Expanding the interpretive power of psychological science by attending to culture

Laura M. Brady*, Stephanie A. Fryberg, Yuichi Shoda

*Corresponding author for this work

Research output: Contribution to journalArticlepeer-review

89 Scopus citations

Abstract

A lack of interpretive power (i.e., the ability to understand individuals' experiences and behaviors in relation to their cultural contexts) undermines psychology's understanding of diverse psychological phenomena. Building interpretive power requires attending to cultural influences in research. We describe three characteristics of research that lacks interpretive power: normalizing and overgeneralizing from behaviors and processes of people in Western, educated, industrialized, rich, and democratic (WEIRD) contexts; making non-WEIRD people and processes invisible; and misapplying WEIRD findings in non-WEIRD contexts. We also describe research in which leveraging interpretive power prevented these negative consequences. Finally, using the culture-cycle framework, we outline a vision for creating culture change within psychology by implementing culture-conscious practices to guide the formation of research questions, empirical design, and data analysis and interpretation.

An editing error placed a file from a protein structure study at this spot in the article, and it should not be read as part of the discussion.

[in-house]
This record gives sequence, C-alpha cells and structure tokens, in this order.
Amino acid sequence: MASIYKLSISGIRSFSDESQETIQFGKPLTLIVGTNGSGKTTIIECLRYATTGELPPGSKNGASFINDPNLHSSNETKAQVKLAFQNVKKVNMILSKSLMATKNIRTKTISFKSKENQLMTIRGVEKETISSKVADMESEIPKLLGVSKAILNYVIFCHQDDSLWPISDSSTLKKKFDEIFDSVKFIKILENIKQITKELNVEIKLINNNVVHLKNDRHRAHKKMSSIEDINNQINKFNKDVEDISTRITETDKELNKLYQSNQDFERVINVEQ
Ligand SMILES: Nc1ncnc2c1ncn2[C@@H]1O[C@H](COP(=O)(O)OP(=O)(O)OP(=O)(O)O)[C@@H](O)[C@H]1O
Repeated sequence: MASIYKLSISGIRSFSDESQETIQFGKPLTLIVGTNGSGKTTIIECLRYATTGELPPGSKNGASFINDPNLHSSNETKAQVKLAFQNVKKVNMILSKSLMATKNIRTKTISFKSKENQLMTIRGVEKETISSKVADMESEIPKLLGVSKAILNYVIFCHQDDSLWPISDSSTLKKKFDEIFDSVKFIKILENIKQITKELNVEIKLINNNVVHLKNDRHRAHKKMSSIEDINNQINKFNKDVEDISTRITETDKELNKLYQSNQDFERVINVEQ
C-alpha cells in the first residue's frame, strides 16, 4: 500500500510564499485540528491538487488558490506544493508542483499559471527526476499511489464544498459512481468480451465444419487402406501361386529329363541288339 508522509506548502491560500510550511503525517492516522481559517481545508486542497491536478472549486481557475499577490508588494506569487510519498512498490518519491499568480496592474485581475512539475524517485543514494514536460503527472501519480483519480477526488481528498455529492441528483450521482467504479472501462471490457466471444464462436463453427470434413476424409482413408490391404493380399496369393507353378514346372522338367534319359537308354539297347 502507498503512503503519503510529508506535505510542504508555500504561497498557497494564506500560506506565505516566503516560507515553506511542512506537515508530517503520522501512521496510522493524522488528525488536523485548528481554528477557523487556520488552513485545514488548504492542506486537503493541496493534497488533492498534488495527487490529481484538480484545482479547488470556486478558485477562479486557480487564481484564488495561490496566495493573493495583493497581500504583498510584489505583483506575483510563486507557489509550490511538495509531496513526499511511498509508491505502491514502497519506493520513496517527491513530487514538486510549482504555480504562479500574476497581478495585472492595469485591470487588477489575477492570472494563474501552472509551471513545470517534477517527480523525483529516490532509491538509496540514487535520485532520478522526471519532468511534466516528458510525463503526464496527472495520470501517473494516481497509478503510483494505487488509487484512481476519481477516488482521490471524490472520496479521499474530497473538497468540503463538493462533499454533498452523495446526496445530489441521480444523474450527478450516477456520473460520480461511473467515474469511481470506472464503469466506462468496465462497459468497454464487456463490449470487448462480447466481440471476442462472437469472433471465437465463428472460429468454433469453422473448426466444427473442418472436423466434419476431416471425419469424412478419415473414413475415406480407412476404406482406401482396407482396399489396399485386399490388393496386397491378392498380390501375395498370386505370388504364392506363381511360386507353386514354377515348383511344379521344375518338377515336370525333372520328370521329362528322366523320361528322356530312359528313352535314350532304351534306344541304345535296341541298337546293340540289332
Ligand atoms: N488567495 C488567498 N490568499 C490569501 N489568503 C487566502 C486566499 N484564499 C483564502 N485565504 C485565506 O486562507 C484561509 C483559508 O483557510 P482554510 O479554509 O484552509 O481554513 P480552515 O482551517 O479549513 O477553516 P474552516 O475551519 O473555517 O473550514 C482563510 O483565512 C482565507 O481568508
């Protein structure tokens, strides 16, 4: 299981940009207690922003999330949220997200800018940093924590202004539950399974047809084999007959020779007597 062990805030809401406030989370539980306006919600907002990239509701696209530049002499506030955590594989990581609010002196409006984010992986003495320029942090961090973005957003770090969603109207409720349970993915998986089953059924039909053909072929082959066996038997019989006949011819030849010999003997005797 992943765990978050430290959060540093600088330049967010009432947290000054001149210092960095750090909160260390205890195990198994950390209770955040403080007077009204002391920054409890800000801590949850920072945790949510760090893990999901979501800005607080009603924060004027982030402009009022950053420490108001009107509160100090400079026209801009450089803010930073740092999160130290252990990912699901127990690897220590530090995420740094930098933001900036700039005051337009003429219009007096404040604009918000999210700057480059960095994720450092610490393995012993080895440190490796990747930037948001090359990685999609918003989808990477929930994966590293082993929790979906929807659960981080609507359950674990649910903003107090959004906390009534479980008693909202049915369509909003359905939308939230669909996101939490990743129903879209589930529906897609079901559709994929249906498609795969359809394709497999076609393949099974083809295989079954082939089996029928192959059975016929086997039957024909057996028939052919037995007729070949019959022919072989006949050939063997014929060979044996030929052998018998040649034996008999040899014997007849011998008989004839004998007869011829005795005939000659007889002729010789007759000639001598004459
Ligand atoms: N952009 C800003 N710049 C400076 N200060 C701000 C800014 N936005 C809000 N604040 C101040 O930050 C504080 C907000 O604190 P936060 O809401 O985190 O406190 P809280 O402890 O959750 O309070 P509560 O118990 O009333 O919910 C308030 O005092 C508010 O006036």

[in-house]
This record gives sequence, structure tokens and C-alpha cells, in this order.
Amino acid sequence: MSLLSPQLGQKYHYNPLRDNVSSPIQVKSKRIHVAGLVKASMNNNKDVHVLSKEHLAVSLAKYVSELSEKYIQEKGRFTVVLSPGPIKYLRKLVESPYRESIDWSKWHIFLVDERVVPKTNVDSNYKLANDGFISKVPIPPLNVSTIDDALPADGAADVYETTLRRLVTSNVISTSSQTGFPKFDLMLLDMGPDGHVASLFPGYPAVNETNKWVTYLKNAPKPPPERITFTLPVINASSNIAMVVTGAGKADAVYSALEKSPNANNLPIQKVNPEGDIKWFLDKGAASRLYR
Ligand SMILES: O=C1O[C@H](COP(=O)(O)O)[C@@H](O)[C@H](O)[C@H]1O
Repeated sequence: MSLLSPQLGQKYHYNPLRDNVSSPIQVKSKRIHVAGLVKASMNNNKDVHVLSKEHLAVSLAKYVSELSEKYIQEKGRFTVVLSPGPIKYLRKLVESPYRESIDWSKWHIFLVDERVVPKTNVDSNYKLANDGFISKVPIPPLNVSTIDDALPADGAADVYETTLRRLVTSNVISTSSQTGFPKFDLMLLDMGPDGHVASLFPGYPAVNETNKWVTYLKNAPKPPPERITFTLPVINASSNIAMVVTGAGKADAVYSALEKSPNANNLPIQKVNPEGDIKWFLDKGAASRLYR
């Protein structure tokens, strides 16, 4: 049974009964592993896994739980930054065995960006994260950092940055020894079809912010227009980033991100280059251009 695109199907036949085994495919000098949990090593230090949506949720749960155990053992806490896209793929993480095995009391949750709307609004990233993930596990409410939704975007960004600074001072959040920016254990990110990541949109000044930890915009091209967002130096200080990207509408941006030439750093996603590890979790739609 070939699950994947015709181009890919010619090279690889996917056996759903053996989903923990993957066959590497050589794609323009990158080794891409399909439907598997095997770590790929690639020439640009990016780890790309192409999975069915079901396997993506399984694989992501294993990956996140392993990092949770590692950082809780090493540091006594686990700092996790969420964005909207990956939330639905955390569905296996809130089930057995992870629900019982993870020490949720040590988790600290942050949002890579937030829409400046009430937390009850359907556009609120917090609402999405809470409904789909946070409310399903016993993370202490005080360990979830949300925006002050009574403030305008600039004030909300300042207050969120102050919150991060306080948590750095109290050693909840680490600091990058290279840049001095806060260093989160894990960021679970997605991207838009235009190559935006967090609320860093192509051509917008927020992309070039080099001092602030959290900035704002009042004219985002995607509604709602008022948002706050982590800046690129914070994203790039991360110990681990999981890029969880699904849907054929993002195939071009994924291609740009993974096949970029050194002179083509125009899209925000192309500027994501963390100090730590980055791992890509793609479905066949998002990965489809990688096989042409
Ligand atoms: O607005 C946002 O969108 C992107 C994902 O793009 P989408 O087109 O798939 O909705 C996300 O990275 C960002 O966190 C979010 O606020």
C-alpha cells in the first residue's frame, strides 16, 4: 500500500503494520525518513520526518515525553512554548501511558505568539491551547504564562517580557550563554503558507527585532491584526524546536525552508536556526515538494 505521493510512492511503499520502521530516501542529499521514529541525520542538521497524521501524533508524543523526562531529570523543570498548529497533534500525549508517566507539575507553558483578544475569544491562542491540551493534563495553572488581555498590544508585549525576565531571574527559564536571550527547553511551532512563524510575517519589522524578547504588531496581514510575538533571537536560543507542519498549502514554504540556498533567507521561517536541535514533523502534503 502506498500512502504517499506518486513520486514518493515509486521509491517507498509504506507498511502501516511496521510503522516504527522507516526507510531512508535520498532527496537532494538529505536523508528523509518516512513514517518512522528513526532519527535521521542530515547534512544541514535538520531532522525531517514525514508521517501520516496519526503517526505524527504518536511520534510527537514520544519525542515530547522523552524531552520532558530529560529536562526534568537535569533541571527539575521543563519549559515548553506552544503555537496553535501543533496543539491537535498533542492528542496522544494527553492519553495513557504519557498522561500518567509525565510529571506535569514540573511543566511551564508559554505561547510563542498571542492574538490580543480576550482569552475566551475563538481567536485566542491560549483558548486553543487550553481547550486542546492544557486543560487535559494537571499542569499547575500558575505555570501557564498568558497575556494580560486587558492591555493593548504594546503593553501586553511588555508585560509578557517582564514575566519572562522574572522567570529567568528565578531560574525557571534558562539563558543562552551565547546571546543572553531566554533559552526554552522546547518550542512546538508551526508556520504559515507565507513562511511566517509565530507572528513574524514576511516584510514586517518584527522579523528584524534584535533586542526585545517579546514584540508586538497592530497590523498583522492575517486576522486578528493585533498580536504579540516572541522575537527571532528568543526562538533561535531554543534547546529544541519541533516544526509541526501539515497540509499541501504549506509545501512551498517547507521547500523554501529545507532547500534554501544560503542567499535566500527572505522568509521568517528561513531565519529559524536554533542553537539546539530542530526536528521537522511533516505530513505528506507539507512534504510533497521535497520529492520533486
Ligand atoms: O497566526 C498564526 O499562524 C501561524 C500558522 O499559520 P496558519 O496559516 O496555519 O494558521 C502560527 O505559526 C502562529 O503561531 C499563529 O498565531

Original languageEnglish (US)
Pages (from-to)11406-11413
Number of pages8
JournalProceedings of the National Academy of Sciences of the United States of America
Volume115
Issue number45
DOIs
StatePublished - Nov 6 2018

Keywords

  • Culture
  • Culture change
  • Interpretive power
  • Scientific norms
  • Scientific practice

ASJC Scopus subject areas

  • General

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